All-Black, All-Woman WWII Unit Awarded Congressional Gold Medal
The 6888th Central Postal Directory Battalion cleared a six-month backlog of mail while stationed in Europe in 1945
Seventy-seven years after World War II, the only all-Black Women’s Army Corps unit to serve in Europe during the conflict is set to receive one of the United States’ highest civilian honors. On March 14, reports Deborah Bailey for the Afro, President Joe Biden signed into law a bill awarding the Congressional Gold Medal to the 6888th Central Postal Directory Battalion. Details of the formal award ceremonies have yet to be finalized.
Credited with clearing a six-month backlog of mail to American troops in just three months, according to the U.S. Army Center of Military History, the “Six Triple Eight” followed a motto of “no mail, low morale.” As the National WWII Museum notes, the women, who were stationed in Europe during the final months of the war, processed an average of 65,000 pieces of mail per shift, for a total of 17 million by the conflict’s end.
Of the 855 original members of the battalion, only a half-dozen or so are still alive today, reports Michael Casey for the Associated Press (AP). The unit was disbanded with little fanfare in January 1946, only receiving recognition, including a monument, a documentary and now the Congressional Gold Medal, in recent years.
“It’s overwhelming,” battalion veteran Major Fannie Griffin McClendon, who is 101, tells the AP. “It’s something I never even thought about it. I don’t know if I can stand this.”
Led by Major Charity Adams, the 6888th trained at Fort Oglethorpe in Georgia before sailing to Europe in February 1945. Dodging German U-boats as their ship crossed the Atlantic, the women narrowly escaped a Nazi rocket attack upon arriving in Glasgow, Scotland. From Glasgow, they traveled to Birmingham, England, where they worked in unheated, dimly lit warehouses “stacked to the ceiling with letters and packages,” per the U.S. Army Center.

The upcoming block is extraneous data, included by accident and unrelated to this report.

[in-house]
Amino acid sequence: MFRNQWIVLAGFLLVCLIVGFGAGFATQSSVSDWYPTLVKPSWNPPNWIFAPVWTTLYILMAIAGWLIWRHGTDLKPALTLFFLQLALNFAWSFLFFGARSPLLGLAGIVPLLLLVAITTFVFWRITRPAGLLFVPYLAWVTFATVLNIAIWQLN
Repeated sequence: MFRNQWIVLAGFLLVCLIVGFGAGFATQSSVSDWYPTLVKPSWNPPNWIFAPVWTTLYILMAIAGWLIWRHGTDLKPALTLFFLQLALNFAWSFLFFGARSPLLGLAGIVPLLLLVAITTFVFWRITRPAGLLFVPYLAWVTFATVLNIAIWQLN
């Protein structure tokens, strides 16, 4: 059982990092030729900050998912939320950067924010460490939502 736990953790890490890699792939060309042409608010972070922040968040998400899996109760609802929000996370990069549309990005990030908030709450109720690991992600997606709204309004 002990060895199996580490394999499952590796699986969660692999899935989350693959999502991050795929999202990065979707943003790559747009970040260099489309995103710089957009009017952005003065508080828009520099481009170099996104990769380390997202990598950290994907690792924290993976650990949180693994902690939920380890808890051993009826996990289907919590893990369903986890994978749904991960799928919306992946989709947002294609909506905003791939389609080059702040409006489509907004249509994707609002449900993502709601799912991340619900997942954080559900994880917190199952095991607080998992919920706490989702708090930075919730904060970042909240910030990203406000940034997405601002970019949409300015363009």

The 6888th shipped out at a time when African American organizations were pressuring the U.S. government to let Black women serve overseas, wrote Casey for the AP last July.
“The command inherently knew that their presence overseas meant more than clearing that mail backlog,” retired Army Colonel Edna Cummings, who didn’t serve with the unit but has advocated for its recognition, told the AP. “They were representing opportunity for their sisters at arms back in the United States who were having a hard time dealing with the racism and sexism within the ranks.”
As members of the only all-Black, all-woman U.S. Army unit in Europe, the women faced both racism and sexism. On one occasion, a white general told Adams that he was “going to send a white first lieutenant down here to show you how to run things.” In response, she said, “Over my dead body, sir.”
Because military facilities were segregated by race and sex, the 6668th had to be “a self-sufficient unit,” per the National WWII Museum. The battalion had its own medics, dining hall, military police (trained in jiu jitsu), transportation and support services.
According to the museum, Army leaders anticipated that the 6888th would need at least six months, and likely closer to a year, to clear the mountain of mail. Instead, the unit accomplished the task in just three months, leading the Army to redeploy the women to Rouen, France, where they worked alongside German prisoners of war and French civilians until the end of the summer. When the war drew to a close, the women returned to the U.S., where they received no public recognition for the service.
Wisconsin Representative Gwen Moore introduced the bill awarding the unit a Congressional Gold Medal after connecting with one of her constituents: the daughter of 6888th member Anna Mae Robertson, now 98, reports Eleanor Watson for CBS News. The House of Representatives unanimously passed the bill in February. The Senate passed an identical bill last year.
“Facing both racism and sexism in a warzone, these women sorted millions of pieces of mail, closing massive mail backlogs and ensuring service members received letters from their loved ones,” says Moore in a statement. “A Congressional Gold Medal is only fitting for these veterans who received little recognition for their service after returning home.”